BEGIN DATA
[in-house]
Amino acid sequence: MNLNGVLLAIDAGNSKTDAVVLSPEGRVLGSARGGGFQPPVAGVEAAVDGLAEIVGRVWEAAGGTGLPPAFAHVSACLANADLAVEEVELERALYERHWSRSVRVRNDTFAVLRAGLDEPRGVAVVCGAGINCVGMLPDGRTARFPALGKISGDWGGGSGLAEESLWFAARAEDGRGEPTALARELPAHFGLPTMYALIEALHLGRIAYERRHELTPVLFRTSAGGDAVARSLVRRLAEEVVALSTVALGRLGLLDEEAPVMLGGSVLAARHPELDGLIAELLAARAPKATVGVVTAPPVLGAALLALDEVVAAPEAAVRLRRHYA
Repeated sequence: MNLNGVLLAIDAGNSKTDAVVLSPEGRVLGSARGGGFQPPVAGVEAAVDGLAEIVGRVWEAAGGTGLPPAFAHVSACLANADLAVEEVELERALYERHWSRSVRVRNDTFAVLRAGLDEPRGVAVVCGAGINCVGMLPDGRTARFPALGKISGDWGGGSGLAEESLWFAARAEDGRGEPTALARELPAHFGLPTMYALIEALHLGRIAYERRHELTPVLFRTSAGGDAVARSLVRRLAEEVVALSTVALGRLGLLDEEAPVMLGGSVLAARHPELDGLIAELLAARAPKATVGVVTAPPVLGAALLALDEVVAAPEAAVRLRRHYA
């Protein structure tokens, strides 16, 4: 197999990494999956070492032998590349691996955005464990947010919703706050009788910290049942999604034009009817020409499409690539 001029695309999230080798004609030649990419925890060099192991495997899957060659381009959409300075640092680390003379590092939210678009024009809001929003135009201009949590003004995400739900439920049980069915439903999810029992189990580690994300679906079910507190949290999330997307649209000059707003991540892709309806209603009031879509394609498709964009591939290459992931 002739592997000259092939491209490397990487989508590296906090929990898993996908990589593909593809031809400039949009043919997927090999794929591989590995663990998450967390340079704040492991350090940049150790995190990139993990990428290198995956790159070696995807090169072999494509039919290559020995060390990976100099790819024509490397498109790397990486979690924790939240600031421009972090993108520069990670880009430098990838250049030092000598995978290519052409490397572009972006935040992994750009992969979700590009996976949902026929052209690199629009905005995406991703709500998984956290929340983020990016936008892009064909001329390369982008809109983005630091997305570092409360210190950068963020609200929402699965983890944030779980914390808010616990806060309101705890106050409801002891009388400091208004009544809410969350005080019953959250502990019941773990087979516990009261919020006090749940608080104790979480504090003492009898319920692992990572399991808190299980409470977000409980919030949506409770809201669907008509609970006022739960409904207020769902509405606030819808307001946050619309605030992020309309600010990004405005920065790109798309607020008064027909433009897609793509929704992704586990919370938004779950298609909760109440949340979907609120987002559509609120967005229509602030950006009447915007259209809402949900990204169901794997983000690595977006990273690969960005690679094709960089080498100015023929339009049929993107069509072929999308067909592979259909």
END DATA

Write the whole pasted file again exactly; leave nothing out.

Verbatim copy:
[in-house]
Amino acid sequence: MNLNGVLLAIDAGNSKTDAVVLSPEGRVLGSARGGGFQPPVAGVEAAVDGLAEIVGRVWEAAGGTGLPPAFAHVSACLANADLAVEEVELERALYERHWSRSVRVRNDTFAVLRAGLDEPRGVAVVCGAGINCVGMLPDGRTARFPALGKISGDWGGGSGLAEESLWFAARAEDGRGEPTALARELPAHFGLPTMYALIEALHLGRIAYERRHELTPVLFRTSAGGDAVARSLVRRLAEEVVALSTVALGRLGLLDEEAPVMLGGSVLAARHPELDGLIAELLAARAPKATVGVVTAPPVLGAALLALDEVVAAPEAAVRLRRHYA
Repeated sequence: MNLNGVLLAIDAGNSKTDAVVLSPEGRVLGSARGGGFQPPVAGVEAAVDGLAEIVGRVWEAAGGTGLPPAFAHVSACLANADLAVEEVELERALYERHWSRSVRVRNDTFAVLRAGLDEPRGVAVVCGAGINCVGMLPDGRTARFPALGKISGDWGGGSGLAEESLWFAARAEDGRGEPTALARELPAHFGLPTMYALIEALHLGRIAYERRHELTPVLFRTSAGGDAVARSLVRRLAEEVVALSTVALGRLGLLDEEAPVMLGGSVLAARHPELDGLIAELLAARAPKATVGVVTAPPVLGAALLALDEVVAAPEAAVRLRRHYA
């Protein structure tokens, strides 16, 4: 197999990494999956070492032998590349691996955005464990947010919703706050009788910290049942999604034009009817020409499409690539 001029695309999230080798004609030649990419925890060099192991495997899957060659381009959409300075640092680390003379590092939210678009024009809001929003135009201009949590003004995400739900439920049980069915439903999810029992189990580690994300679906079910507190949290999330997307649209000059707003991540892709309806209603009031879509394609498709964009591939290459992931 002739592997000259092939491209490397990487989508590296906090929990898993996908990589593909593809031809400039949009043919997927090999794929591989590995663990998450967390340079704040492991350090940049150790995190990139993990990428290198995956790159070696995807090169072999494509039919290559020995060390990976100099790819024509490397498109790397990486979690924790939240600031421009972090993108520069990670880009430098990838250049030092000598995978290519052409490397572009972006935040992994750009992969979700590009996976949902026929052209690199629009905005995406991703709500998984956290929340983020990016936008892009064909001329390369982008809109983005630091997305570092409360210190950068963020609200929402699965983890944030779980914390808010616990806060309101705890106050409801002891009388400091208004009544809410969350005080019953959250502990019941773990087979516990009261919020006090749940608080104790979480504090003492009898319920692992990572399991808190299980409470977000409980919030949506409770809201669907008509609970006022739960409904207020769902509405606030819808307001946050619309605030992020309309600010990004405005920065790109798309607020008064027909433009897609793509929704992704586990919370938004779950298609909760109440949340979907609120987002559509609120967005229509602030950006009447915007259209809402949900990204169901794997983000690595977006990273690969960005690679094709960089080498100015023929339009049929993107069509072929999308067909592979259909």